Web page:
n one of my visits to Japan (1984), I took along a copy of the book: Japanese Gardens: Design and Meaning (Bring & Wayembergh, McGraw-Hill, 1981). When I visited a temple described in the book, I would ask the monks to do calligraphy about the temple on the title page of the chapter about that temple (actually, I did not ask: I presented a piece of paper with my request in Japanese, which I had asked a native Japanese speaker to write for me, since I did not know the language). Above is what I got at Daisen-in temple, in the Daitokuji temple complex, Kyoto. (Some of the colors in the picture are not "true" -- esp.: the paper is white, not pink and blue; click here to see a slightly different rendition of the same digital photograph.)
I visited Daisen-in many times. Daisen-in is interesting, both esthetically and sociologically. There are several gardens, the two most famous being: (1) a large flat expanse of raked gravel ("sand sea"...) with two small conical gravel mounds in one corner and a small tree in the opposite corner, and (2) a scenic reproduction of a waterfall, in stone and shrubs.
The chief monk is an impresario, collecting entrance fees from many busloads of tourists. He had a sign posted on the temple wall, to the effect that Buddhism is not just contemplation, but also work, and that if the visitor wants a real taste of Buddhism, he or she could do some chores in the temple. I volunteered to do anything that wouldn't require me getting down on my knees (since I have "knee trouble"). The chief monk handed me a carpet sweeper, and I spent the afternoon sweeping the carpets in the main temple building. The monk seemed surprised by this -- my guess is that few visitors "took him up on" his challenge. He gave me a free cup of green tea.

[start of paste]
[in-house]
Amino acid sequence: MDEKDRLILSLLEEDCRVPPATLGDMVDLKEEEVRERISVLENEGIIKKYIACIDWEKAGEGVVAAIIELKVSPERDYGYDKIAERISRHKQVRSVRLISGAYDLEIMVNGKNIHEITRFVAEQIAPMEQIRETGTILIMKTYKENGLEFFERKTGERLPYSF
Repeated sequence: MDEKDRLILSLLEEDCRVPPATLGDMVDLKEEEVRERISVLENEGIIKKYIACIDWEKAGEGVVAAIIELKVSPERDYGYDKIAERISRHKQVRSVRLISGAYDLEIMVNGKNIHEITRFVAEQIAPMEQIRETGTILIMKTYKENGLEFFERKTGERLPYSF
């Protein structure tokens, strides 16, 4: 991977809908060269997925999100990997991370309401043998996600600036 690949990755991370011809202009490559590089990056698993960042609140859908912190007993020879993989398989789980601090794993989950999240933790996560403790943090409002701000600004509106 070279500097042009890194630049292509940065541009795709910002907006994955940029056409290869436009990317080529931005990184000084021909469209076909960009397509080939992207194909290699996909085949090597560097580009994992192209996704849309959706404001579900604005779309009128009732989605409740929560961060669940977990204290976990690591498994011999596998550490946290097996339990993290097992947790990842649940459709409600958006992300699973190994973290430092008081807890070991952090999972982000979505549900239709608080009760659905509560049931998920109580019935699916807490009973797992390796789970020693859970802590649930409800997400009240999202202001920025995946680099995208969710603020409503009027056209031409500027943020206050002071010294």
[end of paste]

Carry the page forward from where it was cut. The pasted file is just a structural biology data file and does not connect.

Another interesting aspect of Daisen-in are the ceramic figurines of tanukis(sp?) -- medium-size raccoon-like animals indigenous to Japan. According to legend, the tanuki is sly and mischevous. There was even a sign near one of these figurines, saying that monks hide their cleverness under their robes (at a different temple in the Daitokuji complex, the senior monk tried to seduce me...). (I use small cobblestones in a way similar to how tanukis are deployed in Japanese Buddhist temples: please have a look....)
I liked visiting the temples and their gardens. I like best the most "abstract" gardens, including the "sand sea" at Daisen-in, and the Shinto shrines at Ise. I am fond of many aspects of Japanese culture, e.g., Bizen ware pottery. I would like to go back to Japan again.
Meditate on raking cat litter.
Go/Return to page about Bizen ware sake cup, by Kakumi Seiho.
View Mt. Fuji.
More faces: See spirits of the forest....
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10 April 2006CE (2006-04-10 ISO 8601)